- Hardcover: 592 pages
- Publisher: W. W. Norton & Company; 1 edition (October 1, 2012)
- Language: English
- ISBN-10: 0393066800
- ISBN-13: 978-0393066807
- Product Dimensions: 6.6 x 1.6 x 9.5 inches
- Shipping Weight: 2.2 pounds (View shipping rates and policies)
- Average Customer Review: 511 customer reviews
- Amazon Best Sellers Rank: #205,641 in Books (See Top 100 in Books)
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Spillover: Animal Infections and the Next Human Pandemic 1st Edition
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*Starred Review* Exemplary science writer Quammen schools us in the fascinating if alarming facts about zoonotic diseases, animal infections that sicken humans, such as rabies, Ebola, influenza, and West Nile. Zoonoses can escalate rapidly into global pandemics when human-to-human transmission occurs, and Quammen wants us to understand disease dynamics and exactly what’s at stake. Drawing on the truly dramatic history of virology, he profiles brave and stubborn viral sleuths and recounts his own hair-raising field adventures, including helping capture large fruit bats in Bangladesh. Along the way, Quammen explains how devilishly difficult it is to trace the origins of a zoonosis and explicates the hidden process by which pathogens spill over from their respective reservoir hosts (water fowl, mosquitoes, pigs, bats, monkeys) and infect humans. We contract Lyme disease after it’s spread by black-legged ticks and white-footed mice, not white-tailed deer as commonly believed. The SARS epidemic involves China’s wild flavor trend and the eating of civets. Quammen’s revelatory, far-reaching investigation into AIDS begins in 1908 with a bloody encounter between a hunter and a chimpanzee in Cameroon. Zoonotic diseases are now on the rise due to our increasing population, deforestation, fragmented ecosystems, and factory farming. Quammen spent six years on this vital, in-depth tour de force in the hope that knowledge will engender preparedness. An essential work. --Donna Seaman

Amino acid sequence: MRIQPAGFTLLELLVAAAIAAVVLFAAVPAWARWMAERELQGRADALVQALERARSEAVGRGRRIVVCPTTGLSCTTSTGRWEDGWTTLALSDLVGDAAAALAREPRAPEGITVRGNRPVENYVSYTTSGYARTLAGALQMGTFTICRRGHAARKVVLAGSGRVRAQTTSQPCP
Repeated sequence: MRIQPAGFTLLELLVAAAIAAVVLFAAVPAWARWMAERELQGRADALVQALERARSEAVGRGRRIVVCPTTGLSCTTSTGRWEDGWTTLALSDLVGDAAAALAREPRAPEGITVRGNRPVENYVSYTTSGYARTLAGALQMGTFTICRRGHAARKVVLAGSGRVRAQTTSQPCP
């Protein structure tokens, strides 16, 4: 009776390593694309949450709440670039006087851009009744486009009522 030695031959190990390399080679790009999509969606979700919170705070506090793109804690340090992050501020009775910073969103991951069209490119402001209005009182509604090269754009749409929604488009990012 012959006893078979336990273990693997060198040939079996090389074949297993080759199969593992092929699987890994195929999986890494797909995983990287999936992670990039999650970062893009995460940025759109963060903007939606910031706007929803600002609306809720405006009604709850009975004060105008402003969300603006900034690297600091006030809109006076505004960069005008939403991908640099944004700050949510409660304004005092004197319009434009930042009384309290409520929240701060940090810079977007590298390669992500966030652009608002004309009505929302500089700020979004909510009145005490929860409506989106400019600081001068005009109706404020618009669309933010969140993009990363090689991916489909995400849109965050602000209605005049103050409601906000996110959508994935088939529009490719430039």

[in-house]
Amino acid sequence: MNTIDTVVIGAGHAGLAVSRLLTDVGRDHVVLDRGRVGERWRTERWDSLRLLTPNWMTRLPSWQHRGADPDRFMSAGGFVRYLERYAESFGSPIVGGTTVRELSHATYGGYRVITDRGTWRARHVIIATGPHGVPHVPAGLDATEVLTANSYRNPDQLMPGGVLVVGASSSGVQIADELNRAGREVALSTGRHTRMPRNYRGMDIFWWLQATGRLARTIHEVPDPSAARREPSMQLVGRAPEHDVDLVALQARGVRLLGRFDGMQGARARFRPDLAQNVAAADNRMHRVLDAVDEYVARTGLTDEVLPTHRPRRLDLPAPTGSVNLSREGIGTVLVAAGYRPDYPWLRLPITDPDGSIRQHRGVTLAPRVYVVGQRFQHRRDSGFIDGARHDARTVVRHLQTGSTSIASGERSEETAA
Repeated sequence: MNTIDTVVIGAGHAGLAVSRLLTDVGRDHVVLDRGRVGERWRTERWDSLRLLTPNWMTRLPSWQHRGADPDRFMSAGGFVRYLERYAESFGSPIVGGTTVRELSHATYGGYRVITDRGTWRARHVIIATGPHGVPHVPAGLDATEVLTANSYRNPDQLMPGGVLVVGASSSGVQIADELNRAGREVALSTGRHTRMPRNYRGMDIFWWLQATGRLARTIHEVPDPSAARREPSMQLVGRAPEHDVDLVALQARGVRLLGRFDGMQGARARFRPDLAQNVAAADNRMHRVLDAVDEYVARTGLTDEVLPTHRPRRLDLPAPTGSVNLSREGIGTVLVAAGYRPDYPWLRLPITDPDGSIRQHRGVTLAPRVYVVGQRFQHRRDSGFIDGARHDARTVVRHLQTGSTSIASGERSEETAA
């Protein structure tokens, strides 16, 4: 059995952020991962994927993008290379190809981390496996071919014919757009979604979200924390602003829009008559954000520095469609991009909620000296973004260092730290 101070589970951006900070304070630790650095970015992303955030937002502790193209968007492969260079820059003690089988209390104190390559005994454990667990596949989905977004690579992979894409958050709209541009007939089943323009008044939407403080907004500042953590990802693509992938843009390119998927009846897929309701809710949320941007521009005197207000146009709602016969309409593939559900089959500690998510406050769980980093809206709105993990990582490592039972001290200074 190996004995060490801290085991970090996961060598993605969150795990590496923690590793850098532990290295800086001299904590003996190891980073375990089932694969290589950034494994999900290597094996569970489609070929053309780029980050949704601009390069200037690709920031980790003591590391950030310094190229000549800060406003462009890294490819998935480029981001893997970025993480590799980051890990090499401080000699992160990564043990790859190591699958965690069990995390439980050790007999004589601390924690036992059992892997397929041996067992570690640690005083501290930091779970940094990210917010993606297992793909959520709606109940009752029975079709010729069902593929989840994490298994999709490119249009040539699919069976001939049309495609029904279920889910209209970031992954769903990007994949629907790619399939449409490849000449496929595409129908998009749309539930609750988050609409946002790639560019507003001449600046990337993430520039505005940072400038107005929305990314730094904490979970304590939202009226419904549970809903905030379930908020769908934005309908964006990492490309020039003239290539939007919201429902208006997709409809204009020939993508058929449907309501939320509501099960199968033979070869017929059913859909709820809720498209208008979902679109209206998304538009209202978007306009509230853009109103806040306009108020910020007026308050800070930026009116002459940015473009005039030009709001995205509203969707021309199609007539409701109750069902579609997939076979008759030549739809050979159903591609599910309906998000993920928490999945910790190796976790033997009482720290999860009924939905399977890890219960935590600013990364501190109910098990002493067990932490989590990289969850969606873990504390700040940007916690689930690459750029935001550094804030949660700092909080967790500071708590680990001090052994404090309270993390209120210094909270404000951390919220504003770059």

“Starred review. ...a frightening but critically important book for anyone interested in learning about the prospects of the world’s next major pandemic.”
- Publishers Weekly